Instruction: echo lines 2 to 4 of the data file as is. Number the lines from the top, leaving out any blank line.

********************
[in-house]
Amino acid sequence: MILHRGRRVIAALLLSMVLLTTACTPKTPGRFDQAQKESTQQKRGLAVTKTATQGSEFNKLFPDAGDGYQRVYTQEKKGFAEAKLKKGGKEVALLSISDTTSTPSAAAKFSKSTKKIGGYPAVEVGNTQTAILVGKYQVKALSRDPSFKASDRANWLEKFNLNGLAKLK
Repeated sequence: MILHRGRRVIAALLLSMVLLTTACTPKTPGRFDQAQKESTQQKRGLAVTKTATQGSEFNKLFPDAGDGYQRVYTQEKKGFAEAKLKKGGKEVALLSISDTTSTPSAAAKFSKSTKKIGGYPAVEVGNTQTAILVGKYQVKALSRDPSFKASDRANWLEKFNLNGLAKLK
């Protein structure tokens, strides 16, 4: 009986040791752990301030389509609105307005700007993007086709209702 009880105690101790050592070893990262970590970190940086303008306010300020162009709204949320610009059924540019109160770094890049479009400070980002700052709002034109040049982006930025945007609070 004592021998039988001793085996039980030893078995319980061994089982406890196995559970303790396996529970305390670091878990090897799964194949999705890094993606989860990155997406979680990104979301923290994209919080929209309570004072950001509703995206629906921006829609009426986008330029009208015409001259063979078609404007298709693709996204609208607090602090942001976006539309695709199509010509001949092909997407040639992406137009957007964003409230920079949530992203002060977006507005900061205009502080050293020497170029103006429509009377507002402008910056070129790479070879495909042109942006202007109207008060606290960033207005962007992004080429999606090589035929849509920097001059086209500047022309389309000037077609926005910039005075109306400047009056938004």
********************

Amino acid sequence: MILHRGRRVIAALLLSMVLLTTACTPKTPGRFDQAQKESTQQKRGLAVTKTATQGSEFNKLFPDAGDGYQRVYTQEKKGFAEAKLKKGGKEVALLSISDTTSTPSAAAKFSKSTKKIGGYPAVEVGNTQTAILVGKYQVKALSRDPSFKASDRANWLEKFNLNGLAKLK
Repeated sequence: MILHRGRRVIAALLLSMVLLTTACTPKTPGRFDQAQKESTQQKRGLAVTKTATQGSEFNKLFPDAGDGYQRVYTQEKKGFAEAKLKKGGKEVALLSISDTTSTPSAAAKFSKSTKKIGGYPAVEVGNTQTAILVGKYQVKALSRDPSFKASDRANWLEKFNLNGLAKLK
């Protein structure tokens, strides 16, 4: 009986040791752990301030389509609105307005700007993007086709209702 009880105690101790050592070893990262970590970190940086303008306010300020162009709204949320610009059924540019109160770094890049479009400070980002700052709002034109040049982006930025945007609070 004592021998039988001793085996039980030893078995319980061994089982406890196995559970303790396996529970305390670091878990090897799964194949999705890094993606989860990155997406979680990104979301923290994209919080929209309570004072950001509703995206629906921006829609009426986008330029009208015409001259063979078609404007298709693709996204609208607090602090942001976006539309695709199509010509001949092909997407040639992406137009957007964003409230920079949530992203002060977006507005900061205009502080050293020497170029103006429509009377507002402008910056070129790479070879495909042109942006202007109207008060606290960033207005962007992004080429999606090589035929849509920097001059086209500047022309389309000037077609926005910039005075109306400047009056938004």